Since the age of ten, I’ve been in many different choirs and orchestras. Sometimes it was in school, sometimes it was for my county, and sometimes it was neither. I’ve been lucky enough to perform in prestigious concert halls, support local and national charities and be affiliated with a community that accepts you no matter your age, gender, or anything else that society can label you for.
Despite changing schools, and moving away from home, I was always involved in some sort of choir or orchestra. However, something about moving to a new country put me off. Especially in the beginning, I was overcoming many obstacles in mere everyday situations, so how was I supposed to cope when doing something recreational?
I am lucky to have very encouraging mentors at the University of Chester. One of them, who came to visit me at the beginning of November, insisted that I joined a choir or an orchestra- how could I integrate and fully become more than just a guiri when all I do is go to work and take naps?
I decided to go for it. I simply google searched “choirs in Bilbao” and discovered el Coro Euskeria. One long winded email later I waited. In reality, what did I have to lose?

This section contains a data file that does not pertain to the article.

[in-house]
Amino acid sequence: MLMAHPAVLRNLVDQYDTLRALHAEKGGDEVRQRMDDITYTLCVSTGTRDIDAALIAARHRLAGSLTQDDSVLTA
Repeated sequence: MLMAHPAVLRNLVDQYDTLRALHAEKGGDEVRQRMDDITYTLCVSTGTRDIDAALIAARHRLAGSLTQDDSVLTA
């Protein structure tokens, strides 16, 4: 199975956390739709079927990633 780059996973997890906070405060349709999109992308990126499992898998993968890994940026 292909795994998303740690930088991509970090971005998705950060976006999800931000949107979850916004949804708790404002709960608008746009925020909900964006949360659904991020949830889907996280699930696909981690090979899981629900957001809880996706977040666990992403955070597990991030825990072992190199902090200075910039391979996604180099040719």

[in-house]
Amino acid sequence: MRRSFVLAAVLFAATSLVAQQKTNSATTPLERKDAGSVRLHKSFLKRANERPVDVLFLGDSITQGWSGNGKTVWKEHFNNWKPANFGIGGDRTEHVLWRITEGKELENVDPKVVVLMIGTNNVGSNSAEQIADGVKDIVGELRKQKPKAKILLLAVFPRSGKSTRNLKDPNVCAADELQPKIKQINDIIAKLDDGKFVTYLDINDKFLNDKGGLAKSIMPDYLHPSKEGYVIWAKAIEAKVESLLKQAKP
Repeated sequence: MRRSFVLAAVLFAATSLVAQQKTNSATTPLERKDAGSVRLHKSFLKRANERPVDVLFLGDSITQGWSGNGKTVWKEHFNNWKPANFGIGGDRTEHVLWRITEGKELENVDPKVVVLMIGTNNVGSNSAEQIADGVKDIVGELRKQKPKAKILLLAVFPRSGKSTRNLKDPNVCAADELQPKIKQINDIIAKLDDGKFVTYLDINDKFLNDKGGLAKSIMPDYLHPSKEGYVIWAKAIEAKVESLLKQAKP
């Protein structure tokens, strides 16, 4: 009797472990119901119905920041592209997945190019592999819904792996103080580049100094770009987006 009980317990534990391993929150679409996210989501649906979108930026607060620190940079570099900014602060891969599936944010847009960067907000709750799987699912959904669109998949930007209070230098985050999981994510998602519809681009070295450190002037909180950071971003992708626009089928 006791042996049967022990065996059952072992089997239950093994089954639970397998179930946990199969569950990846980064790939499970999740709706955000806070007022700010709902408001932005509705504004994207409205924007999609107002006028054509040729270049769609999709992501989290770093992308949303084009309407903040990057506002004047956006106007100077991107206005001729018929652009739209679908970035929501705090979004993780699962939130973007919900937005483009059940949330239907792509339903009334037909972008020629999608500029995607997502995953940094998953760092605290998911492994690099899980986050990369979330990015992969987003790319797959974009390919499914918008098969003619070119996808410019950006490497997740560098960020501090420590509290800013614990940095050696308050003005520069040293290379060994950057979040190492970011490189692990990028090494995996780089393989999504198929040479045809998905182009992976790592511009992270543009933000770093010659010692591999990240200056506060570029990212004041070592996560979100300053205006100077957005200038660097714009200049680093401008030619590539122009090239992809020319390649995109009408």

A week or so later I was invited to audition after their concert. It was suddenly real. Naturally, me being me, I successfully made it out to be a bigger thing than it needed to be. What if I wasn’t good enough? I hadn’t sung properly since I was 18, and I was sure that I would need to have proficient Spanish skills too.
Then again, reading music is a language of its own. Notes are notes, B Major is basically the devil regardless of whether it’s in Spanish, German or Russian, and the refreshing thing about singing is that I don’t have to transpose everything into Bb like I have to when playing clarinet.
Long story short: I’m now a member of a Spanish choir with people my age, and I’ve gone from being a high-flying soprano to a powerful mezzo/alto. How times change.